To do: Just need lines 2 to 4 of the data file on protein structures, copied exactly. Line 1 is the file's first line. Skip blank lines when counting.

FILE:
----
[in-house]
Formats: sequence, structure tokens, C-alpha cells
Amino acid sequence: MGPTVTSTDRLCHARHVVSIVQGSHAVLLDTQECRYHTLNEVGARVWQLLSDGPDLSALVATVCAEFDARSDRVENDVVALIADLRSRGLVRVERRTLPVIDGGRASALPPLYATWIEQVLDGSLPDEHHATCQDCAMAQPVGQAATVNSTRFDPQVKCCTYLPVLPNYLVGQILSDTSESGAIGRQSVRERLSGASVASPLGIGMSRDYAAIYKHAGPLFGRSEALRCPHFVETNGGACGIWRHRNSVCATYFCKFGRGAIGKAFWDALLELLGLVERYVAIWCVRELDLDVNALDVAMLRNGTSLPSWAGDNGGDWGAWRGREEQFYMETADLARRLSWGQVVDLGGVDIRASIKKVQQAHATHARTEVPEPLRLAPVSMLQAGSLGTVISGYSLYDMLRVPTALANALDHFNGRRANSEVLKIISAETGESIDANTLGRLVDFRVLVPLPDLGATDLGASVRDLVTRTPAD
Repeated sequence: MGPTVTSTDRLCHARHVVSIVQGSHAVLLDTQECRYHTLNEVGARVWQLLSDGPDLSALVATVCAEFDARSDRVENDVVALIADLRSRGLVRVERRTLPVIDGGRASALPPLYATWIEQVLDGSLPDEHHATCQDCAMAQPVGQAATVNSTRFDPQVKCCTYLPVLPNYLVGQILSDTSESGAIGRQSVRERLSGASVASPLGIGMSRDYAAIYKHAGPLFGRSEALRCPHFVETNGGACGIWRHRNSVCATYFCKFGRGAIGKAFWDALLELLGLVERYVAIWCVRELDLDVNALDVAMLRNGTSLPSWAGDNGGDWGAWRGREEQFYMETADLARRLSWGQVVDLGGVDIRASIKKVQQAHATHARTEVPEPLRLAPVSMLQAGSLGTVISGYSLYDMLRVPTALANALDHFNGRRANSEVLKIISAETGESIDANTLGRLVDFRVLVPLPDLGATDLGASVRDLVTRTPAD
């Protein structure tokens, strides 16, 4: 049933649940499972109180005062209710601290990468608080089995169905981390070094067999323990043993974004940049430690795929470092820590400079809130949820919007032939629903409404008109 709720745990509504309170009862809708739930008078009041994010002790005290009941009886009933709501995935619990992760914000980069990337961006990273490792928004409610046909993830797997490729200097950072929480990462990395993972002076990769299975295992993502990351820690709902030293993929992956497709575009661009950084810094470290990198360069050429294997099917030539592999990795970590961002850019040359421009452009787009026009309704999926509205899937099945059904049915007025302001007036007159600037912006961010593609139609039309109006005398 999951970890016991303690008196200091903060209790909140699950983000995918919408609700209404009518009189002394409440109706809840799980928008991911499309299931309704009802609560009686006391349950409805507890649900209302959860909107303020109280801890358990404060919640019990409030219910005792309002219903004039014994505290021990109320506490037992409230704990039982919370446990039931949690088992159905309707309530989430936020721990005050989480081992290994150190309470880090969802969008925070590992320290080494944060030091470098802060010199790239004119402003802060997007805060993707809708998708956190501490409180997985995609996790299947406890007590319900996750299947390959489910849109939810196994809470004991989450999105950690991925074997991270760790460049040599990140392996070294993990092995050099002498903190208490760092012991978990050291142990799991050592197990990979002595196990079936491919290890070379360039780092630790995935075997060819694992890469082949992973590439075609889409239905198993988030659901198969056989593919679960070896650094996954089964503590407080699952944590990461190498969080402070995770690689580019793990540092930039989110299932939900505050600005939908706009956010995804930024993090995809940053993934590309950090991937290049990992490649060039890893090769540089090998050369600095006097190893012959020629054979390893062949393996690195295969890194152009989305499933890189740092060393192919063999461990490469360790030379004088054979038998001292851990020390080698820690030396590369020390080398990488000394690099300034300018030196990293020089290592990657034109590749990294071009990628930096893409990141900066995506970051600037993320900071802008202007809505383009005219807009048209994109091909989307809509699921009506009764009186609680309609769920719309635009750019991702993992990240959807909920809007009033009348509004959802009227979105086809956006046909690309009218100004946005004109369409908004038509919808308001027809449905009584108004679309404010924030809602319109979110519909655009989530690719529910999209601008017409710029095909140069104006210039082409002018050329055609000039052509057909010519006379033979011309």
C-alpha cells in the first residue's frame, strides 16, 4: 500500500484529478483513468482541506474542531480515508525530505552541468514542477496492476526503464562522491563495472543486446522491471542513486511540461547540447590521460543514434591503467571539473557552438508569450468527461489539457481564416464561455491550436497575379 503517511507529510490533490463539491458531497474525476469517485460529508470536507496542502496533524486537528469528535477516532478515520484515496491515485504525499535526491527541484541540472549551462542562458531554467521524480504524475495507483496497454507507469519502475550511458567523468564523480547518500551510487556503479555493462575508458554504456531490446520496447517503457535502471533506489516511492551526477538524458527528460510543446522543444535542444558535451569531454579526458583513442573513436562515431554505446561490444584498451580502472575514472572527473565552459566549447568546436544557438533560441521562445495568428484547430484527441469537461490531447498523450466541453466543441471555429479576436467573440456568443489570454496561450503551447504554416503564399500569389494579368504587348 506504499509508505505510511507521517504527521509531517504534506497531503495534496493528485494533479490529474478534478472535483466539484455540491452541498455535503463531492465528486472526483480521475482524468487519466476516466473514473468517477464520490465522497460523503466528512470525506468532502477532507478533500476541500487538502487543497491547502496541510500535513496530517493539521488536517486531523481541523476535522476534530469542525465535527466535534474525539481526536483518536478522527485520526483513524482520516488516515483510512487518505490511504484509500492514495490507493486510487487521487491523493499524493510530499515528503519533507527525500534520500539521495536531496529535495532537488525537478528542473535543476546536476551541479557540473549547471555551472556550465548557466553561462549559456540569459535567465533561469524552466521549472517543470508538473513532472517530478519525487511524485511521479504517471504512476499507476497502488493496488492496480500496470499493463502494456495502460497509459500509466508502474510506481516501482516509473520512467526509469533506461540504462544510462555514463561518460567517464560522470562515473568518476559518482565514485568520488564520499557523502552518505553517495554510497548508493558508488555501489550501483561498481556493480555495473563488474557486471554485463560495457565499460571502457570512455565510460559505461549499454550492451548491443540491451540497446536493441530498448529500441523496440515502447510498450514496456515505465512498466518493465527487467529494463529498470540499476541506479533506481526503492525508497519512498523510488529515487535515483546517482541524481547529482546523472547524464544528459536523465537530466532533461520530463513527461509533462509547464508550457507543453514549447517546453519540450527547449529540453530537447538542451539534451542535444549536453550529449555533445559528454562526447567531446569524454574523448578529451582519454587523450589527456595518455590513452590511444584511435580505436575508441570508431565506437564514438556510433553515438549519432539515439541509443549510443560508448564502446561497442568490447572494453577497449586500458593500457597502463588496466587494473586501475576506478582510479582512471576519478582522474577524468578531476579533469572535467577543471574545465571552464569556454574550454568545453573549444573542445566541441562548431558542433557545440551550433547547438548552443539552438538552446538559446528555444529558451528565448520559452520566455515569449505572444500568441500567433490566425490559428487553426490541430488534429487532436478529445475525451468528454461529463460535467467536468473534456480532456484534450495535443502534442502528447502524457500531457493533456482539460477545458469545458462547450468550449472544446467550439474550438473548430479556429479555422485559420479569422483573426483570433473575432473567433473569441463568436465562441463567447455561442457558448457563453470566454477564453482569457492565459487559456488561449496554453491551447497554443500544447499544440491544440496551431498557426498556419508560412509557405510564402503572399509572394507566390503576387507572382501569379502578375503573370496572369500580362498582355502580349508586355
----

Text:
Formats: sequence, structure tokens, C-alpha cells
Amino acid sequence: MGPTVTSTDRLCHARHVVSIVQGSHAVLLDTQECRYHTLNEVGARVWQLLSDGPDLSALVATVCAEFDARSDRVENDVVALIADLRSRGLVRVERRTLPVIDGGRASALPPLYATWIEQVLDGSLPDEHHATCQDCAMAQPVGQAATVNSTRFDPQVKCCTYLPVLPNYLVGQILSDTSESGAIGRQSVRERLSGASVASPLGIGMSRDYAAIYKHAGPLFGRSEALRCPHFVETNGGACGIWRHRNSVCATYFCKFGRGAIGKAFWDALLELLGLVERYVAIWCVRELDLDVNALDVAMLRNGTSLPSWAGDNGGDWGAWRGREEQFYMETADLARRLSWGQVVDLGGVDIRASIKKVQQAHATHARTEVPEPLRLAPVSMLQAGSLGTVISGYSLYDMLRVPTALANALDHFNGRRANSEVLKIISAETGESIDANTLGRLVDFRVLVPLPDLGATDLGASVRDLVTRTPAD
Repeated sequence: MGPTVTSTDRLCHARHVVSIVQGSHAVLLDTQECRYHTLNEVGARVWQLLSDGPDLSALVATVCAEFDARSDRVENDVVALIADLRSRGLVRVERRTLPVIDGGRASALPPLYATWIEQVLDGSLPDEHHATCQDCAMAQPVGQAATVNSTRFDPQVKCCTYLPVLPNYLVGQILSDTSESGAIGRQSVRERLSGASVASPLGIGMSRDYAAIYKHAGPLFGRSEALRCPHFVETNGGACGIWRHRNSVCATYFCKFGRGAIGKAFWDALLELLGLVERYVAIWCVRELDLDVNALDVAMLRNGTSLPSWAGDNGGDWGAWRGREEQFYMETADLARRLSWGQVVDLGGVDIRASIKKVQQAHATHARTEVPEPLRLAPVSMLQAGSLGTVISGYSLYDMLRVPTALANALDHFNGRRANSEVLKIISAETGESIDANTLGRLVDFRVLVPLPDLGATDLGASVRDLVTRTPAD